The most difficult chains to break are, perhaps, the ones we don't see.

The most difficult chains to break are, perhaps, the ones we don’t see.


It is only in the last few days that the principles governing my actions in this world have come to light with a clarity different from, and perhaps greater than, ever before. I don’t imagine that I will succeed at capturing even half of my novel comprehension by putting these newfound perceptions into words, but I have no choice but to try.

It seems that my entire existence, my every waking—and sleeping—moment is bent on escaping something. The precise nature of that something is the key question, the answer to which I have yet to fully or even incompletely understand. But it seems that whatever this—something—is, it descends on me rather rapidly only when I am in a state of quiescence, creeping up on and upon me to fill my qualia with the despair, ennui, and dread of dark nothingness at the very moments I should be most at peace.

It is for this reason, I believe, that I am unable to rest in any deep or meaningful sense, and instead fill my days with the bells and whistles of constant distraction. As soon as I awaken, I reach for my phone to spend an idle fifteen minutes sifting through meaningless spam emails and Facebook posts, or, if I’m lucky, soak myself in the last few drops of an evaporating dream. Either way, I struggle to immerse myself in some faraway reality, drawing my attention from the present with thoughts of various available futures or oneiric reconstitutions of the past.

Then I shower and prepare for another day at the lab, a process during which I must have music either playing from my computer or running through my head. If not, I find myself reading toothpaste and shampoo labels, counting to myself in difficult wushu poses, or imagining and reimagining past and possible conversations with any number of characters , including those of my own devising. I walk to work, a procedure made bearable following my decision last year no longer to wear headphones only by focusing intently on the architectural details of the buildings around me, the patterns and permutations of the telephone wires overhead, the fashions and expressions of passerby.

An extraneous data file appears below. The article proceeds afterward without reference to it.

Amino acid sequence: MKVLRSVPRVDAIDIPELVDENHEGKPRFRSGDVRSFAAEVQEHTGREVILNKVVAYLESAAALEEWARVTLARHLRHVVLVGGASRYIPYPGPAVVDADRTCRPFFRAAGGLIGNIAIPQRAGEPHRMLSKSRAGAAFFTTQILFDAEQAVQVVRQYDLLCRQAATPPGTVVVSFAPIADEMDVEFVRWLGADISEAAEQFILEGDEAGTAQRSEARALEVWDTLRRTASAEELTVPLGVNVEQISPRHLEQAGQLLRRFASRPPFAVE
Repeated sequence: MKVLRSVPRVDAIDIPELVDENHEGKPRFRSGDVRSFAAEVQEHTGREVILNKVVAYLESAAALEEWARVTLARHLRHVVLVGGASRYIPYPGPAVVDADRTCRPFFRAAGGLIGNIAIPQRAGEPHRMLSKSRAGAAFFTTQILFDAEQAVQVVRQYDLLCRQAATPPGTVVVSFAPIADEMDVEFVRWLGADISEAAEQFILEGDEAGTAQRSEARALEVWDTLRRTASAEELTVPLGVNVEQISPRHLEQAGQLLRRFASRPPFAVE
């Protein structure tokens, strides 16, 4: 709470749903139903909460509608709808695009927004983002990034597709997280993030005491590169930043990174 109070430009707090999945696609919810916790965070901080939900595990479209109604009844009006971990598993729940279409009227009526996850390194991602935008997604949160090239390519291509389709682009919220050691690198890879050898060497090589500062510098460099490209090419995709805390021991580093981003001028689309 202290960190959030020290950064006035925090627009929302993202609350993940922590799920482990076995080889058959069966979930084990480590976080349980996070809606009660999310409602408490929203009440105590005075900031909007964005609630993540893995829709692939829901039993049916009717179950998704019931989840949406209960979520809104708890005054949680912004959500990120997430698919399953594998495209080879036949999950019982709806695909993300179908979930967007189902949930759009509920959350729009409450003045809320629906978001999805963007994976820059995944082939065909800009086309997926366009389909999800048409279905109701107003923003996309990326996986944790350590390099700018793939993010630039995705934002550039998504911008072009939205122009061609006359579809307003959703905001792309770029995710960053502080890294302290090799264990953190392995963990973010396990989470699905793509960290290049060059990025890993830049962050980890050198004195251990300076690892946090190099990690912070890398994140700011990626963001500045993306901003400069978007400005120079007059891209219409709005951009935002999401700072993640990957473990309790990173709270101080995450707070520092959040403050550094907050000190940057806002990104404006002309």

When I’m at work, I must have a clear goal in mind for the day, one for which I can excuse myself from reality and in which I can then wholly immerse my conscious, or the darkness slithers in around me, making me feel dirty, defiled, uprooted, and utterly lost. Sometimes, however, even this is not enough, and I feel the strong need to medicate myself with caffeine, sugar, and, most importantly, the ever-present music—anything stimulating and pleasurable enough to provide soothing diversion from—something.

Even when I’m at home, I must maintain my vigilance against the something. I give myself nightly goals in writing, drawing, communicating with friends, and entertain myself by striving to meet them. I listen to music. I watch comedy and talk shows. I read news articles, novels, and textbooks. I cook and eat endlessly. I seek to paint my insides with colorful feeling, sculpt out endless contours of thought, turn the nothing-that-is-something into anything else. The moment I stop the self-medicating, goal-directed pleasure seeking, my mind settles once more into the idle state that makes it all too easy for the devilish something to kick up its mischief.

I’d hardly call myself depressed. I am deeply satisfied with my research endeavors; I love my classes; I look forward to spending time with various friends; I thoroughly enjoy my sensory perceptions and abstract cognitions. Nor would I consider myself psychotic, any more than I should be. I hear voices—while I’m falling asleep. I talk to myself—to practice foreign languages. I suffer from racing, easily distracted thoughts—when I don’t get enough rest. I’m certainly abnormal—just enough to be certifiably normal.

But despite my utter and mundane normalcy in other regards, the fact stands that I have a dark something at the very core of my mind, a something that wells up inside me like ink from a boiled octopus the moment I stop looking. How might one verbally or visually express this something? What caused its appearance? Is it written into my genes? Was it some kind of childhood trauma? Or social programming by an economic or political system? Is this what is meant by an existential crisis? Or the ennui of daily life? What would happen if it suddenly disappeared?

And, most importantly—as I imagine that I am neither the first nor last to have made such observations—am I not the only one?

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